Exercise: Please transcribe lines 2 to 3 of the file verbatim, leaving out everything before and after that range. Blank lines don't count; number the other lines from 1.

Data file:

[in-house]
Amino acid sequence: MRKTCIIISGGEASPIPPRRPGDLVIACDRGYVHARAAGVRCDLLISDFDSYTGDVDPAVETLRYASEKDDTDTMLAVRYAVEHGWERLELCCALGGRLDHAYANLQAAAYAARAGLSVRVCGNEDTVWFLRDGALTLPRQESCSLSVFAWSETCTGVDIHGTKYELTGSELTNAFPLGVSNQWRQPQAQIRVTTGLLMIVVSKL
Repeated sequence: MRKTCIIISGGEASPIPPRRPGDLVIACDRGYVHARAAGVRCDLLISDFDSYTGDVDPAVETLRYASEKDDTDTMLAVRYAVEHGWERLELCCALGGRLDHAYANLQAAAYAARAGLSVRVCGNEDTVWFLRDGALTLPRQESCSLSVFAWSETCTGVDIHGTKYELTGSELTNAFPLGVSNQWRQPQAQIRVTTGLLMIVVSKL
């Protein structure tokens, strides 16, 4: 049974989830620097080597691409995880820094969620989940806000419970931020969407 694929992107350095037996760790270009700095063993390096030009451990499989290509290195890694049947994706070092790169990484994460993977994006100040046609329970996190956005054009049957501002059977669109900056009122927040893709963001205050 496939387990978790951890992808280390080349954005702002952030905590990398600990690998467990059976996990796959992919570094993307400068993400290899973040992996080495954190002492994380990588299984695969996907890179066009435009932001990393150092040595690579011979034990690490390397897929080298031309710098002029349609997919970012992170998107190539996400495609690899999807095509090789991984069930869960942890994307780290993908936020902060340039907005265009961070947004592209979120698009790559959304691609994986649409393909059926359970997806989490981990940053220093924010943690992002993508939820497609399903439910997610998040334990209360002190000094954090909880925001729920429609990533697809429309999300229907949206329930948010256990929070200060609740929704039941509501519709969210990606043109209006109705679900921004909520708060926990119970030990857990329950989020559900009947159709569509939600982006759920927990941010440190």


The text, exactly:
Amino acid sequence: MRKTCIIISGGEASPIPPRRPGDLVIACDRGYVHARAAGVRCDLLISDFDSYTGDVDPAVETLRYASEKDDTDTMLAVRYAVEHGWERLELCCALGGRLDHAYANLQAAAYAARAGLSVRVCGNEDTVWFLRDGALTLPRQESCSLSVFAWSETCTGVDIHGTKYELTGSELTNAFPLGVSNQWRQPQAQIRVTTGLLMIVVSKL
Repeated sequence: MRKTCIIISGGEASPIPPRRPGDLVIACDRGYVHARAAGVRCDLLISDFDSYTGDVDPAVETLRYASEKDDTDTMLAVRYAVEHGWERLELCCALGGRLDHAYANLQAAAYAARAGLSVRVCGNEDTVWFLRDGALTLPRQESCSLSVFAWSETCTGVDIHGTKYELTGSELTNAFPLGVSNQWRQPQAQIRVTTGLLMIVVSKL